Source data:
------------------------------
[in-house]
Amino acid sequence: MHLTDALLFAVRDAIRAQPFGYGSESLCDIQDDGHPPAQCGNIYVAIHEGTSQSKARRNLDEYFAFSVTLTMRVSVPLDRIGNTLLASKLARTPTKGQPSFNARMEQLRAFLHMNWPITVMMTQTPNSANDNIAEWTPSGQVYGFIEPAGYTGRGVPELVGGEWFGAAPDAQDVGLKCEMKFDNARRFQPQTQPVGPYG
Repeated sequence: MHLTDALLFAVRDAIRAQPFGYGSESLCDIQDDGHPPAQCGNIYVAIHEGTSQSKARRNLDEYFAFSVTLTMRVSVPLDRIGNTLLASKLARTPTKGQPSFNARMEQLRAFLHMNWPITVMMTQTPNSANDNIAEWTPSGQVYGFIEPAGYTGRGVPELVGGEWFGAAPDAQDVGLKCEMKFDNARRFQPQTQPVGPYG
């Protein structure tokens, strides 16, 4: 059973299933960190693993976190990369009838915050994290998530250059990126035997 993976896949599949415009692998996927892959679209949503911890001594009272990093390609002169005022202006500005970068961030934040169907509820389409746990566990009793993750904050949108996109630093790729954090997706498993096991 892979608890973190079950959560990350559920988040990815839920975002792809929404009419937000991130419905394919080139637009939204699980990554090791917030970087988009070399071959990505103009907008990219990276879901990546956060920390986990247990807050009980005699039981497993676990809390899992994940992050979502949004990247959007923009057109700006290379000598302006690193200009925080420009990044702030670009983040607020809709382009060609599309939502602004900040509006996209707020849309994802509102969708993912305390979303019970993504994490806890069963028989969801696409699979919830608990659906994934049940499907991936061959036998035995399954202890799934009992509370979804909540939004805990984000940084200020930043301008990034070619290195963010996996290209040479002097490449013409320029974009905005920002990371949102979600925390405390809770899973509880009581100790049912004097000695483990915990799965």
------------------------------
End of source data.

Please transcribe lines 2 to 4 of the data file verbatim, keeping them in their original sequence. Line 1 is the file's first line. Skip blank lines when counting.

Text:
Amino acid sequence: MHLTDALLFAVRDAIRAQPFGYGSESLCDIQDDGHPPAQCGNIYVAIHEGTSQSKARRNLDEYFAFSVTLTMRVSVPLDRIGNTLLASKLARTPTKGQPSFNARMEQLRAFLHMNWPITVMMTQTPNSANDNIAEWTPSGQVYGFIEPAGYTGRGVPELVGGEWFGAAPDAQDVGLKCEMKFDNARRFQPQTQPVGPYG
Repeated sequence: MHLTDALLFAVRDAIRAQPFGYGSESLCDIQDDGHPPAQCGNIYVAIHEGTSQSKARRNLDEYFAFSVTLTMRVSVPLDRIGNTLLASKLARTPTKGQPSFNARMEQLRAFLHMNWPITVMMTQTPNSANDNIAEWTPSGQVYGFIEPAGYTGRGVPELVGGEWFGAAPDAQDVGLKCEMKFDNARRFQPQTQPVGPYG
């Protein structure tokens, strides 16, 4: 059973299933960190693993976190990369009838915050994290998530250059990126035997 993976896949599949415009692998996927892959679209949503911890001594009272990093390609002169005022202006500005970068961030934040169907509820389409746990566990009793993750904050949108996109630093790729954090997706498993096991 892979608890973190079950959560990350559920988040990815839920975002792809929404009419937000991130419905394919080139637009939204699980990554090791917030970087988009070399071959990505103009907008990219990276879901990546956060920390986990247990807050009980005699039981497993676990809390899992994940992050979502949004990247959007923009057109700006290379000598302006690193200009925080420009990044702030670009983040607020809709382009060609599309939502602004900040509006996209707020849309994802509102969708993912305390979303019970993504994490806890069963028989969801696409699979919830608990659906994934049940499907991936061959036998035995399954202890799934009992509370979804909540939004805990984000940084200020930043301008990034070619290195963010996996290209040479002097490449013409320029974009905005920002990371949102979600925390405390809770899973509880009581100790049912004097000695483990915990799965």